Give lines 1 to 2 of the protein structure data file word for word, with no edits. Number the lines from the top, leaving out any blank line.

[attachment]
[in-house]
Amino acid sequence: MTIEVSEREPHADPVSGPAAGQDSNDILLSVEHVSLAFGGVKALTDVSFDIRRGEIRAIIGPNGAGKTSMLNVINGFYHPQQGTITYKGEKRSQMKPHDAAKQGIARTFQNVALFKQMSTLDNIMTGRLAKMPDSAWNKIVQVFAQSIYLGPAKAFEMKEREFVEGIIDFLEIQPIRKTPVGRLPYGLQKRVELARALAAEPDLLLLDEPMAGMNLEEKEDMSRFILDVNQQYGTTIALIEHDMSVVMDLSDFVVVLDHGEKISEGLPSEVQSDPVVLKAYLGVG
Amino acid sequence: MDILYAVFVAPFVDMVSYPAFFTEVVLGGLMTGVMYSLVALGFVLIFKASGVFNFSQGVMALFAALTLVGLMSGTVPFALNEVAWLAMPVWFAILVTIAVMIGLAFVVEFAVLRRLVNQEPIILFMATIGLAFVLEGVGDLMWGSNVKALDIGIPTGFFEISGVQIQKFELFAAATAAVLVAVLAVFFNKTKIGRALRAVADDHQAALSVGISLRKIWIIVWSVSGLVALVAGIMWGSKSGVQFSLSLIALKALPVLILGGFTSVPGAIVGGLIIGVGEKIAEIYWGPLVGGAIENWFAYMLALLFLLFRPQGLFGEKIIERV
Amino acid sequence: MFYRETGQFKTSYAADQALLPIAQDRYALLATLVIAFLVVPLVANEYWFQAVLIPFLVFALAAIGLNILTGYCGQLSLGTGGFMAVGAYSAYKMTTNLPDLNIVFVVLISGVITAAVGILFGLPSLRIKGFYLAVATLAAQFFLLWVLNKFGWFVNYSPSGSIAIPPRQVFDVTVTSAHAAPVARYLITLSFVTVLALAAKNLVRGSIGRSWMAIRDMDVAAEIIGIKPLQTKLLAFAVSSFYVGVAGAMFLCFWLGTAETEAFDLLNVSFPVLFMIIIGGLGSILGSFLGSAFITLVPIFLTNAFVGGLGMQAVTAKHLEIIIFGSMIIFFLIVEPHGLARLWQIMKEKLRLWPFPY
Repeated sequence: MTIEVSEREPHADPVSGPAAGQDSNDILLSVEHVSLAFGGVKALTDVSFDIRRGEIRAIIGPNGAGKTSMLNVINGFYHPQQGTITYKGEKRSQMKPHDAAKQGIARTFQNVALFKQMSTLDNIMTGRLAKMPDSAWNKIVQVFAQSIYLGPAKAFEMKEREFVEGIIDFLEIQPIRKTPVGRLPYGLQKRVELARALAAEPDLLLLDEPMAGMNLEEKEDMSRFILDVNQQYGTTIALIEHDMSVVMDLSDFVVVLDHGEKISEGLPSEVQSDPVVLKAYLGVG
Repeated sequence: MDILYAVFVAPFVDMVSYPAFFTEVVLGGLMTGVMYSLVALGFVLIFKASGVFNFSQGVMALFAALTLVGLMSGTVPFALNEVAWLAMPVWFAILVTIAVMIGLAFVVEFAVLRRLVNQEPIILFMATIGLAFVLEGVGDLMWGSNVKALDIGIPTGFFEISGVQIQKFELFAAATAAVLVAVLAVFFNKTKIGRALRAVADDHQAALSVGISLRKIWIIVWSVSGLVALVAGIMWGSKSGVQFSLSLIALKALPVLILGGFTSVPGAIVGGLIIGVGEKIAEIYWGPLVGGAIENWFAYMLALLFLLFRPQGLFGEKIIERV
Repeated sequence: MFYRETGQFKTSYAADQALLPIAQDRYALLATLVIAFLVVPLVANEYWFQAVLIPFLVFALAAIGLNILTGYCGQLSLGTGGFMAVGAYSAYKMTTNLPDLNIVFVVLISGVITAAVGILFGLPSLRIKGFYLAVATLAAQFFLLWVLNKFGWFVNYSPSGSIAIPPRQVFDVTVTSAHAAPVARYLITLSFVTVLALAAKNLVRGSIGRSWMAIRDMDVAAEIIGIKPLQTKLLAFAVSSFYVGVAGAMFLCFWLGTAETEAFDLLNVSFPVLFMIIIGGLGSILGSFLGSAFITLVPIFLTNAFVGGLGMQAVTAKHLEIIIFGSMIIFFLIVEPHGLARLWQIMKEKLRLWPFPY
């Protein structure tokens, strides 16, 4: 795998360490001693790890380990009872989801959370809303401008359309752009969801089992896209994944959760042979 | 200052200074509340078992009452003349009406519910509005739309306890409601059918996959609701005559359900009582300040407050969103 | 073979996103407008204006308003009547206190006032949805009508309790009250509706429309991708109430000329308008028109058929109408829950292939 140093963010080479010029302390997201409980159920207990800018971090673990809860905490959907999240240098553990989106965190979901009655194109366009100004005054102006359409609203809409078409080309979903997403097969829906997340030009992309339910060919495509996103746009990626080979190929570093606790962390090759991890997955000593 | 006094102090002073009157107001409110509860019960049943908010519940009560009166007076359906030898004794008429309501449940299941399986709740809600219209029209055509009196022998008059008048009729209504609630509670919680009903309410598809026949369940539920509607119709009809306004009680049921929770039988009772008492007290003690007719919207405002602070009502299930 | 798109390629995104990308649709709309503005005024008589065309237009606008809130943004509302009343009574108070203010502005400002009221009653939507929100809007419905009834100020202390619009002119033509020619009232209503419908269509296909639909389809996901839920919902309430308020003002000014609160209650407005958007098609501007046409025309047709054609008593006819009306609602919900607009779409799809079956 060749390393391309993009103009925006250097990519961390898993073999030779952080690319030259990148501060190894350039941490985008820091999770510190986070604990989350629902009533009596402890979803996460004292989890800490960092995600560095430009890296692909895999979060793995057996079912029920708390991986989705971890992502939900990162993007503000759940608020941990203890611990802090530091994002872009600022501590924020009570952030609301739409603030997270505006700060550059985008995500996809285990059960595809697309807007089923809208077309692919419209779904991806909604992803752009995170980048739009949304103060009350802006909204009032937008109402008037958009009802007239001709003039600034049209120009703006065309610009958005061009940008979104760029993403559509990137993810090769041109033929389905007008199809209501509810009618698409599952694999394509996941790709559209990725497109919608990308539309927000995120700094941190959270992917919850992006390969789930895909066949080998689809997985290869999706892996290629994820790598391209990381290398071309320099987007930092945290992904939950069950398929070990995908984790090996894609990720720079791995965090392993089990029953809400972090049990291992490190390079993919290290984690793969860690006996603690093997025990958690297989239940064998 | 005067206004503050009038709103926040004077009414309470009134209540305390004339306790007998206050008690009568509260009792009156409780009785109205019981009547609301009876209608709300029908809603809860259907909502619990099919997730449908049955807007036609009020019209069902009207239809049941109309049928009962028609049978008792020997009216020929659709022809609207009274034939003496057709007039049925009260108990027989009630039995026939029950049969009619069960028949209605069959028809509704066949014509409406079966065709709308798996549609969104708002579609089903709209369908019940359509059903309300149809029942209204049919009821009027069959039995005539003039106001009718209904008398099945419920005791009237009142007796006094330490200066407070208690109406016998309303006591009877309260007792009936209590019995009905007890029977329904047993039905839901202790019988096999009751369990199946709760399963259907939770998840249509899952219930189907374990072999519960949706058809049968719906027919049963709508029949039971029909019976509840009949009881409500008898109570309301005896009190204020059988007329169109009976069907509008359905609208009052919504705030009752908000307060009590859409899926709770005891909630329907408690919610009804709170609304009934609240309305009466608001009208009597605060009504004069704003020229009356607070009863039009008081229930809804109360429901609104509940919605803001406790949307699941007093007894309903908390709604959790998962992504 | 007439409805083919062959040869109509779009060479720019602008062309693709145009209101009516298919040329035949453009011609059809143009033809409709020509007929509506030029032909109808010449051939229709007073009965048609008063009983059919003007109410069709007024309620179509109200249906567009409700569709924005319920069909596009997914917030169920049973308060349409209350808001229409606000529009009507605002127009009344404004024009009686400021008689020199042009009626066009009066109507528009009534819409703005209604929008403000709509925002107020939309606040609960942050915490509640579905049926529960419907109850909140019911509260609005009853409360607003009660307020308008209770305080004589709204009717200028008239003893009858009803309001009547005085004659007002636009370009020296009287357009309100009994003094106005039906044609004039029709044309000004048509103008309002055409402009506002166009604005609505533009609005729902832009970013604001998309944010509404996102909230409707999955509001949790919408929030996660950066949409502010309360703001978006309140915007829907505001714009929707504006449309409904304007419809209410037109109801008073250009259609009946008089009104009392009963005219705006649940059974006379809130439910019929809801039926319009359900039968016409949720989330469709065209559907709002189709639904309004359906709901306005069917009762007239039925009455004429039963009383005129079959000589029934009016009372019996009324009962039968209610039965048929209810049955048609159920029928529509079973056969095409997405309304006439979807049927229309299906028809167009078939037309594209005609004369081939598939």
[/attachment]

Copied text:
[in-house]
Amino acid sequence: MTIEVSEREPHADPVSGPAAGQDSNDILLSVEHVSLAFGGVKALTDVSFDIRRGEIRAIIGPNGAGKTSMLNVINGFYHPQQGTITYKGEKRSQMKPHDAAKQGIARTFQNVALFKQMSTLDNIMTGRLAKMPDSAWNKIVQVFAQSIYLGPAKAFEMKEREFVEGIIDFLEIQPIRKTPVGRLPYGLQKRVELARALAAEPDLLLLDEPMAGMNLEEKEDMSRFILDVNQQYGTTIALIEHDMSVVMDLSDFVVVLDHGEKISEGLPSEVQSDPVVLKAYLGVG